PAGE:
5. Gotu kola (Centella asiatica)
Gotu kola was known as one of the ‘miracle elixirs of life’ in China for over 2,000 years, and is now one of the most widely-used herbal tonics for increasing memory and sharpening the mind, which makes it popular among students the world round.
Gotu kola increases axon and dendrite growth, both helpful in increasing memory, and also stimulates the growth of brain cells. Gotu kola encourages brain plasticity as it enhances communication between neurons.
Gotu kola also prevents the breakdown of acetylcholine which improves cognition, memory and learning, while also prolonging or possibly preventing age-related neurological diseases like Alzheimer’s.
6. Rhodiola rosea
Rhodiola works so well on the brain that the Russian and Soviet governments spent years using it as a performance enhancer for their national athletes and astronauts.
A known adaptogen, rhodiola improves poor concentration, fatigue, memory loss and brain fog. It can also help alleviate depression and anxiety by influencing serotonin and norepinephrine levels in the brain, and releasing natural opioids like beta-endorphins.
It also works to repair and grow new neurons and activate the synthesis of ATP, which is your brain’s main energy source.
7. Green tea
The two main compounds in green tea, L-theanine and caffeine, improve performance in attention-switching tasks, boost mood and increase alertness and recall—all important when you’re trying to meet a deadline or focus on a project. If the monks are any indication, green tea might even help you reach spiritual enlightenment.
8. Lion’s mane (Hericium erinaceus)
Taken in capsule, powder or extract form, lion’s mane’s antioxidant and anti-inflammatory properties support brain health. The herb promotes new cell growth in the brain by stimulating nerve growth factor (NGF) and brain-derived neurotrophic factor (BDNF), while strengthening existing cells to keep you smart and aware. Not only that, lion’s mane helps to form myelin—a protective sheath for the nerves involved in brain function.
Lion’s mane also reduces the symptoms of neurodegenerative diseases like Alzheimer’s, dementia and Parkinson’s by destroying the free radicals that cause inflammation and damage brain cells.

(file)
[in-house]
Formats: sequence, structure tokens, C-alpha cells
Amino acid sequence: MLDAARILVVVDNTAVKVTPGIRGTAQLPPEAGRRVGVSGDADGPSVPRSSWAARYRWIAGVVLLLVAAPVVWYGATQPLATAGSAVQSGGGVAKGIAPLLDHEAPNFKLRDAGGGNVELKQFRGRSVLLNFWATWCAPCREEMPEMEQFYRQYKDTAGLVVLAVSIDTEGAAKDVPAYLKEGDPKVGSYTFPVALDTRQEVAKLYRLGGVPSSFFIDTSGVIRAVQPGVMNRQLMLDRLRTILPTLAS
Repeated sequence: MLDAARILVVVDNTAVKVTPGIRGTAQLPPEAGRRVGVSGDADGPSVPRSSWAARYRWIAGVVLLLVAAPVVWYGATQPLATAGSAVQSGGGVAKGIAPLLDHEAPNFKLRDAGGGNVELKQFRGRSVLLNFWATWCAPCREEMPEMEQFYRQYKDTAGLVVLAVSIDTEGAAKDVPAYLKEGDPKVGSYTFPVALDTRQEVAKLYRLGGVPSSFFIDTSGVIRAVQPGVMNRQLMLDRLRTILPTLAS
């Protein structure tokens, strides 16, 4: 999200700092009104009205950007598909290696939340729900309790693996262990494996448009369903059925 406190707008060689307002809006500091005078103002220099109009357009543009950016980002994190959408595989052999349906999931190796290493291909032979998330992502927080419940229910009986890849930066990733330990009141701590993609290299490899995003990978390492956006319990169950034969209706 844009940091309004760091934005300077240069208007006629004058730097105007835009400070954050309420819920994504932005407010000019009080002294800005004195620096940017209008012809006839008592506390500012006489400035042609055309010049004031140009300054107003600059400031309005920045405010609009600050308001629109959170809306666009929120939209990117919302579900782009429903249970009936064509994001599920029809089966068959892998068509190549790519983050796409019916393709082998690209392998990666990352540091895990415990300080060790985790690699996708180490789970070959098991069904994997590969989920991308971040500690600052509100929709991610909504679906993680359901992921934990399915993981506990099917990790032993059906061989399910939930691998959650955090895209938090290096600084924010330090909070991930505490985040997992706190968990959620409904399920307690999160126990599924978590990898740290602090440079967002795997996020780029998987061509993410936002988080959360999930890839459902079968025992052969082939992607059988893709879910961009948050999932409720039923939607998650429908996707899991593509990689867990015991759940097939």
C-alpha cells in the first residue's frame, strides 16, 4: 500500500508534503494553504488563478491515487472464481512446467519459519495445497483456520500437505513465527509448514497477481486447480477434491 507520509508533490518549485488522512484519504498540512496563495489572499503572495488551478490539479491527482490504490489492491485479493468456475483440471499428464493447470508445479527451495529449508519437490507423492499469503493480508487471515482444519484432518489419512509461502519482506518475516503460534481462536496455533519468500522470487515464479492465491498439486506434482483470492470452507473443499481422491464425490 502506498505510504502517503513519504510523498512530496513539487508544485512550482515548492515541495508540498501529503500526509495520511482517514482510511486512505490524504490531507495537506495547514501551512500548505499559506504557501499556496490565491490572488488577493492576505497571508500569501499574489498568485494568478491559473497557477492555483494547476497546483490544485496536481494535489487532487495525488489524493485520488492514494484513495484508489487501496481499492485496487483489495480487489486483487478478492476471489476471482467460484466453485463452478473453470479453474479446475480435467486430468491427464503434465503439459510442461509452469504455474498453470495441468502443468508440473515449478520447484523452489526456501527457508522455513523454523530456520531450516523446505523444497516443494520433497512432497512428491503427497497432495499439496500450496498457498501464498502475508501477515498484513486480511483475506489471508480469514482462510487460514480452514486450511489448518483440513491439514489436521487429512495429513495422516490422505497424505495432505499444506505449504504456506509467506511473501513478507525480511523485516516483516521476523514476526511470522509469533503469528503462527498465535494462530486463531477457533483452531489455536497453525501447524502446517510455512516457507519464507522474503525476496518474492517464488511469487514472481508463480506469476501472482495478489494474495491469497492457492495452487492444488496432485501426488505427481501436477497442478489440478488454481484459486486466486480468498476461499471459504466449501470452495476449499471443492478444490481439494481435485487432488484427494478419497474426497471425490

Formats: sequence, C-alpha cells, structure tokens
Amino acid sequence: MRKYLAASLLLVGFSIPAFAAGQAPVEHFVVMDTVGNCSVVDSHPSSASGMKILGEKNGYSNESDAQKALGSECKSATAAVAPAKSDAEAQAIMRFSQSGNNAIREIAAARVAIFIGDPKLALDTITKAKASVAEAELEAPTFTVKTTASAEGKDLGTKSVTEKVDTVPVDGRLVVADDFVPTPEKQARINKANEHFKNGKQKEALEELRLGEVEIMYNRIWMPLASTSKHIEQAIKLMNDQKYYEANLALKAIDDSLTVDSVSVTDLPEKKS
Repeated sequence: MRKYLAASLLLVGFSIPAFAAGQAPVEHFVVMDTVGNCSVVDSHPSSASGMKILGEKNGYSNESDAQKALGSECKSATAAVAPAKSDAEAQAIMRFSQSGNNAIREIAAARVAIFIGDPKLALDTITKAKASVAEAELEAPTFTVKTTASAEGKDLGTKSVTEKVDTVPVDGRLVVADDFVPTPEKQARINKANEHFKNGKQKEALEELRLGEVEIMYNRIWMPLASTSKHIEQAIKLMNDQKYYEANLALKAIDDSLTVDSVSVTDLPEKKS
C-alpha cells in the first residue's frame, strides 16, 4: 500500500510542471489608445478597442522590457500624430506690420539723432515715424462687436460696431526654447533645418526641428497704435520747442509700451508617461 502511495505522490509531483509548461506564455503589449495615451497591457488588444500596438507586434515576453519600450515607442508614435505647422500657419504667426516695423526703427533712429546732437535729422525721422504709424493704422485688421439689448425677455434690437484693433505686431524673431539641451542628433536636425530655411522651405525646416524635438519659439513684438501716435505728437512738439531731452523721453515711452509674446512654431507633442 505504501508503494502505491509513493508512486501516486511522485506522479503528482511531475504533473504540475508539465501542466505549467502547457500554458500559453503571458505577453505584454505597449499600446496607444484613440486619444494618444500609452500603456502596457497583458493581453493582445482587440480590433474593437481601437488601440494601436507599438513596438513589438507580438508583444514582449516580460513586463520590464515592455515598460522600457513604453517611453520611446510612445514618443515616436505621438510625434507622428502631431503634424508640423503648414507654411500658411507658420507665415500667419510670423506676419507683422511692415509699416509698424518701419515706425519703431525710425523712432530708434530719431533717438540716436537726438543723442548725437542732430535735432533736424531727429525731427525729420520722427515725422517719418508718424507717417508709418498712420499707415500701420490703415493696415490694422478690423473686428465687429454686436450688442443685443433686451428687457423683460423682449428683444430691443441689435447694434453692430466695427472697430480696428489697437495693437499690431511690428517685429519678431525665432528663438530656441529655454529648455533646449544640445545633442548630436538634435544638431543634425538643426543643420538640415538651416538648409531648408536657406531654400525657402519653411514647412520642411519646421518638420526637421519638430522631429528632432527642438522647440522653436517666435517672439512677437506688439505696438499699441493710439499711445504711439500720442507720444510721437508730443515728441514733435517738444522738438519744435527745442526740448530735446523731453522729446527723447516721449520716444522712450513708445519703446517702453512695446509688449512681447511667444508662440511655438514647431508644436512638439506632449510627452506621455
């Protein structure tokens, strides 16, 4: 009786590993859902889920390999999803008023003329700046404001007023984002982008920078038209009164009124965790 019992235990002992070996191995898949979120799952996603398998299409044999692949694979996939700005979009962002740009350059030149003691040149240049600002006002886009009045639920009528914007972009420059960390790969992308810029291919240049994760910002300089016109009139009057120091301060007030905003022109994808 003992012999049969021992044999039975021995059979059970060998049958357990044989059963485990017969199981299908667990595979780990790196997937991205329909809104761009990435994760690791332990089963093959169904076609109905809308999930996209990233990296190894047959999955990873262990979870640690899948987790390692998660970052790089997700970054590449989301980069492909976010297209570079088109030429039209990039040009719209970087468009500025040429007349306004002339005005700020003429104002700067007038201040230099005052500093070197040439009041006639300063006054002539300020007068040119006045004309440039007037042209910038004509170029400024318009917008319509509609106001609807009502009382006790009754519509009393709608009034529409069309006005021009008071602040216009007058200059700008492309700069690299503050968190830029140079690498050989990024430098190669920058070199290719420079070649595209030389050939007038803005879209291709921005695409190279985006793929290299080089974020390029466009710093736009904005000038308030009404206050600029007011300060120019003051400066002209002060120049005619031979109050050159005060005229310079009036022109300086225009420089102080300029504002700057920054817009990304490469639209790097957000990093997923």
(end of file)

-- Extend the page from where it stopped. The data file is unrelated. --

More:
9. Common sage (Salvia officinalis)
The name salvia officinalis comes from the Latin word, salvare, which means ‘to heal’. That says it all when thinking about this amazing plant and its brain benefits. Salvia contains a wide array of phenolic compounds and flavonoids such as caffeic acid, luteolin, rosmarinic acid and quercetin.
Salvia is also rich in beneficial essential oils, terpenoids, tripertenes and diterpenes. The sheer variety of its compounds makes salvia a powerful agent against cognitive deficits as it can work on several different neurological pathways. Grow some in your garden if you can, or buy fresh or dried leaves to enjoy as a beautiful tea that will sharpen your senses, get you moving and help you remember everything on your to-do list. Not to mention protect you from age-related cognitive decline. Not bad for a simple garden plant.
Beginning your health journey can be intimidating when there is so much to learn and try, but Which Doctor is here to help. Browse our network of herbalists, holistic nutritionists and naturopaths to get started today.
Stacy Thomas was born and raised among the orchards of the Okanagan Valley. She studied journalism in Vancouver, B.C., and has worked as a reporter in places such as Germany, Ukraine, Northern B.C. and rural Alberta. Passionate about nature, she now lives in Squamish with her partner Nicki and her rescue dog Harley. She is currently a student of creative writing at the University of British Columbia, where she draws comics and writes poetry.